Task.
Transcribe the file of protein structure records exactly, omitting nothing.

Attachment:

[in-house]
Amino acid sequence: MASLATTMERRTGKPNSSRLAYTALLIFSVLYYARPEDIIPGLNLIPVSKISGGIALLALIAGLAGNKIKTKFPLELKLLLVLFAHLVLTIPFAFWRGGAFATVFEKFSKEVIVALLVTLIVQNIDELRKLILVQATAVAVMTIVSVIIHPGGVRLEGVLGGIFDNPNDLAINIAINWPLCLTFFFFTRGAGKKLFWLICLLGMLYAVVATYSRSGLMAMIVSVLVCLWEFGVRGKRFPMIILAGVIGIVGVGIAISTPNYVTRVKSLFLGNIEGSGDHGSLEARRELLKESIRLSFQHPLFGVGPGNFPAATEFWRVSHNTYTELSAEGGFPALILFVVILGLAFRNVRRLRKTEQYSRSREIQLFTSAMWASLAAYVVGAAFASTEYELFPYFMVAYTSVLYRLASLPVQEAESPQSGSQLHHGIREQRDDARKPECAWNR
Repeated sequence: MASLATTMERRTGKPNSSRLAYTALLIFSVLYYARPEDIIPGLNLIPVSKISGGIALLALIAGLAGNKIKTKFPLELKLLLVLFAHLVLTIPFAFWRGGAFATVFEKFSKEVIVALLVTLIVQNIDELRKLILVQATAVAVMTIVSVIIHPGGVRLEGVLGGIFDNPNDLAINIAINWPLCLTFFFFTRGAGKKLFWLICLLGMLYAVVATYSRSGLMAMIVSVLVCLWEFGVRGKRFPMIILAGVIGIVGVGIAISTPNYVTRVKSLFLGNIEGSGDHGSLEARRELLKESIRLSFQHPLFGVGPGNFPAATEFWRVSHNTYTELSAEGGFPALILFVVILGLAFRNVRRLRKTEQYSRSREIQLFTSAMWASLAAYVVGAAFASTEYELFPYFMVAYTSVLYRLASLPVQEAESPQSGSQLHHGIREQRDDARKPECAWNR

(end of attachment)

[in-house]
Amino acid sequence: MASLATTMERRTGKPNSSRLAYTALLIFSVLYYARPEDIIPGLNLIPVSKISGGIALLALIAGLAGNKIKTKFPLELKLLLVLFAHLVLTIPFAFWRGGAFATVFEKFSKEVIVALLVTLIVQNIDELRKLILVQATAVAVMTIVSVIIHPGGVRLEGVLGGIFDNPNDLAINIAINWPLCLTFFFFTRGAGKKLFWLICLLGMLYAVVATYSRSGLMAMIVSVLVCLWEFGVRGKRFPMIILAGVIGIVGVGIAISTPNYVTRVKSLFLGNIEGSGDHGSLEARRELLKESIRLSFQHPLFGVGPGNFPAATEFWRVSHNTYTELSAEGGFPALILFVVILGLAFRNVRRLRKTEQYSRSREIQLFTSAMWASLAAYVVGAAFASTEYELFPYFMVAYTSVLYRLASLPVQEAESPQSGSQLHHGIREQRDDARKPECAWNR
Repeated sequence: MASLATTMERRTGKPNSSRLAYTALLIFSVLYYARPEDIIPGLNLIPVSKISGGIALLALIAGLAGNKIKTKFPLELKLLLVLFAHLVLTIPFAFWRGGAFATVFEKFSKEVIVALLVTLIVQNIDELRKLILVQATAVAVMTIVSVIIHPGGVRLEGVLGGIFDNPNDLAINIAINWPLCLTFFFFTRGAGKKLFWLICLLGMLYAVVATYSRSGLMAMIVSVLVCLWEFGVRGKRFPMIILAGVIGIVGVGIAISTPNYVTRVKSLFLGNIEGSGDHGSLEARRELLKESIRLSFQHPLFGVGPGNFPAATEFWRVSHNTYTELSAEGGFPALILFVVILGLAFRNVRRLRKTEQYSRSREIQLFTSAMWASLAAYVVGAAFASTEYELFPYFMVAYTSVLYRLASLPVQEAESPQSGSQLHHGIREQRDDARKPECAWNR